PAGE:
"Despite the mayor's claims that the taxpayer will not pay a dime, we don't believe him," the actor and No Games spokesman Tom Tresser told me while gesturing a lot, like a sort of political King Lear. "Chicago is notorious for mammoth construction project overrun. No doubt, this will turn into the biggest boondoggle in city history."

A DePaul University study of past Olympics, led by sociologist Dr. Stephen Alexander, found mixed long-term benefits for host cities. Barcelona successfuly used the 1992 Olympics to revitalize many decayed parts of its city, while the 1996 Games meant more debt for Atlanta, although technology and transportation problems were actually less of a problem than the bombing at Centennial Olympic Park which encouraged cancellation by thousands and the ultimate loss of millions. "It's very difficult to study what happened in previous Games to predict what would happen in Chicago," Alexander said.

The IOC considers local support in its decision. Chicago's rivals have also faced strong opposition lately. In Tokyo, many residents fear the Games will cost too much,,displace the city's largest fish market and cause severe traffic gridlock. Still, a study recently commissioned by Chicago 2016 finds public support running at 77 percent. This may run a little high, but even independent polls also find that a majority of residents are definitely in favor of Chicago being the host city. Still, as even my politician friends will admit, the city's planning concepts were widely criticized by residents and councilmen for being secretive and not attempting to incorporate public input. By February, Chicago 2006, as the negative voices grew shrill, Daley responded by tripling the size of the outreach committee to more than 60 members, included critics.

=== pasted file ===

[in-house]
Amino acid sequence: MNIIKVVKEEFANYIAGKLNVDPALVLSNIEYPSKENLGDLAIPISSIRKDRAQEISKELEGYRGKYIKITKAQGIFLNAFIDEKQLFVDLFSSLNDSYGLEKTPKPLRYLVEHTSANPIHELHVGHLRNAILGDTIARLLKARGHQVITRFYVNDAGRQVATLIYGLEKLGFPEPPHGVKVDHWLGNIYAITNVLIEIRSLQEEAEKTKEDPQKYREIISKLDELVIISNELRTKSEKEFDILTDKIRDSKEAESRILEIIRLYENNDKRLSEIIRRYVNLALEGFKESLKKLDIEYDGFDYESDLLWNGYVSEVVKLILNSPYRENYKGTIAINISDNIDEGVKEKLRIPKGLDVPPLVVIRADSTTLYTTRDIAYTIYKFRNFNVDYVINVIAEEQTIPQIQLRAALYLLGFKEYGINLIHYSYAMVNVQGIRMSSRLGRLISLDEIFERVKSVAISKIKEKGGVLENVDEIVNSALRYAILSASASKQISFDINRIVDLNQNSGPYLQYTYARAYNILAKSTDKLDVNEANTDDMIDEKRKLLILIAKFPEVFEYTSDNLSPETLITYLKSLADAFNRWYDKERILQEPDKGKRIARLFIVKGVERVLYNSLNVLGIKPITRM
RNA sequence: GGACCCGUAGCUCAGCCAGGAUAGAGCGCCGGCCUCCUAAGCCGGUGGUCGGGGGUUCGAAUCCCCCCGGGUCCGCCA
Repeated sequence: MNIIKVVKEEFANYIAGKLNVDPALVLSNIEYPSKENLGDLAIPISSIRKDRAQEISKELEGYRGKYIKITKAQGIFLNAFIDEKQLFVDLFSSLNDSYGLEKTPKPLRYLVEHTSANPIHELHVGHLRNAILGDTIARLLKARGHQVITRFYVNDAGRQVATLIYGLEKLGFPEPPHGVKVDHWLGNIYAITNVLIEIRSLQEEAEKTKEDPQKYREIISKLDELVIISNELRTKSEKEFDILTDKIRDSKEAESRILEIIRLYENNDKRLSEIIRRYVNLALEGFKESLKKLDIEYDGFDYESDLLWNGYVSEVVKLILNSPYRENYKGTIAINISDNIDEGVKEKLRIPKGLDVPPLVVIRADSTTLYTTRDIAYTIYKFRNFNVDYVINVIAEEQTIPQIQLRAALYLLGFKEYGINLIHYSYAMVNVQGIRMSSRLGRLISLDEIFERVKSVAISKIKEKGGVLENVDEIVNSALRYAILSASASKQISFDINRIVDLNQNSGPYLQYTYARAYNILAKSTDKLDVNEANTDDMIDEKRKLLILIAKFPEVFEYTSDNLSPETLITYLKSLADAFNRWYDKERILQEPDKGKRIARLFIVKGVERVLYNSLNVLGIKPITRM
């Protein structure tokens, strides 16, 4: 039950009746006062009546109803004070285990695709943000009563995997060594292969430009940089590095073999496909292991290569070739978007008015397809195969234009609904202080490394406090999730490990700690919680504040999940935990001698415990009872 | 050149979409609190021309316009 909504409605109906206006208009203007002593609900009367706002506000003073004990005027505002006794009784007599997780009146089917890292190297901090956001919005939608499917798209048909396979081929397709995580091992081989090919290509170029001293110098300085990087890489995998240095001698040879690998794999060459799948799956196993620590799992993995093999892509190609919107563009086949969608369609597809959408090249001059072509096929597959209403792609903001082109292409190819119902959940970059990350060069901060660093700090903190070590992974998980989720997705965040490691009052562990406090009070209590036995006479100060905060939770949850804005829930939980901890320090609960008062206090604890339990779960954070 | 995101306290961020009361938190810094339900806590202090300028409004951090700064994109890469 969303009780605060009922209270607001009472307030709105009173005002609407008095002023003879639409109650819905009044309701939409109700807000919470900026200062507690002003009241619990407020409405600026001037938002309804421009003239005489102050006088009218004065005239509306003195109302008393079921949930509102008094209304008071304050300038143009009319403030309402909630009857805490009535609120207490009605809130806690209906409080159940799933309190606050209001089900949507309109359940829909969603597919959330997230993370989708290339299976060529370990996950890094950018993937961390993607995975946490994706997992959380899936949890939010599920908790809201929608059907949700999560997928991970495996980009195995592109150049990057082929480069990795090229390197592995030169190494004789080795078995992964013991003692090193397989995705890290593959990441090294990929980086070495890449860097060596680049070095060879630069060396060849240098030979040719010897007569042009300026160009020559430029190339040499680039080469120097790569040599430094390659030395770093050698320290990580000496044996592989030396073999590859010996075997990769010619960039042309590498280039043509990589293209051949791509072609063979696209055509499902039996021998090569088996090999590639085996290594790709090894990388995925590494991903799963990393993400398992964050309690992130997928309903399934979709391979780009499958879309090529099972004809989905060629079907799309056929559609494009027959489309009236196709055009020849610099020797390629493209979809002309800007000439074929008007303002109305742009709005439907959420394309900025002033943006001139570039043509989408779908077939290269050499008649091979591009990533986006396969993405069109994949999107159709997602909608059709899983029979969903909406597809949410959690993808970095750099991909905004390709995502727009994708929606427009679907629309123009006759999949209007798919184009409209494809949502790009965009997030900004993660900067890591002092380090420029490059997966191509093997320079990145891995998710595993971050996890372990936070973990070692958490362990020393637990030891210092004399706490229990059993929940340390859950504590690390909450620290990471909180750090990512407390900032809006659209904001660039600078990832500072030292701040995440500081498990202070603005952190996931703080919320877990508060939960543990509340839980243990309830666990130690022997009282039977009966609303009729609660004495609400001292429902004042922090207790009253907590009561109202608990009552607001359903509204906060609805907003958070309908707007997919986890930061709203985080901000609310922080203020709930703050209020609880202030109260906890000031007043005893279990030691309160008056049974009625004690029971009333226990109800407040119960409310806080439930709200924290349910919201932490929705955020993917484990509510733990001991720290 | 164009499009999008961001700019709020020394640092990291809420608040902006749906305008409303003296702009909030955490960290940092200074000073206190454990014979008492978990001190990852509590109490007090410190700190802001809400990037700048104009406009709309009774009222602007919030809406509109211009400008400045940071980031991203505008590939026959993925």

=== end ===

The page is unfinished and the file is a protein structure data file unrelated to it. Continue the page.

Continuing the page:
Still, although gentrification and city overspending are the major concerns, there is also opposition on other fronts. One green group, Preservation Chicago fears the demolition of the historic Meigs Field lakefront airport terminal and parts of the shuttered Michael Reese Hospital, the planned site of the Olympic Village. Others fear their parks will be taken over for years. Washington Park, for example, is known for African American family reunions and long-standing cricket matches among West Indian immigrant families.. "They call it a temporary stadium, but when you're housing 80,000 people, just how temporary can that actually be?" Jonathan Fine, the president of Preservation Chicago asked me.

Anyway, let me close with a vision from Monday, April 7, 2009. It's Oprah's Farewell IOC' ball! Very slinky and carefully wrapped in a thick vanilla-ice cream shawl to fight off the night chill, Oprah Winfrey is walking the red carpet in some heels so high that surely her health guru Mehmet Oz, would have a heart attack. Although she's 30 minutes fashionably late, she stops to talk to a wall of underdressed reporters, Hollywood-style, before heading into a gala for visiting international Olympic officials at the Art Institute.

"Oprah,"I say. "You've got that look like it's a done deal. A sure thing."

She winks at me. Lifts up two thumbs. Nodding to about 40 protesters chanting on the other side of Columbus Drive, Our Lady of Eternal Talk and Rectitude says. "It's going to be big. It's huge. It's enormous. I don't understand what they're complaining about. It's only going to be good for everyone."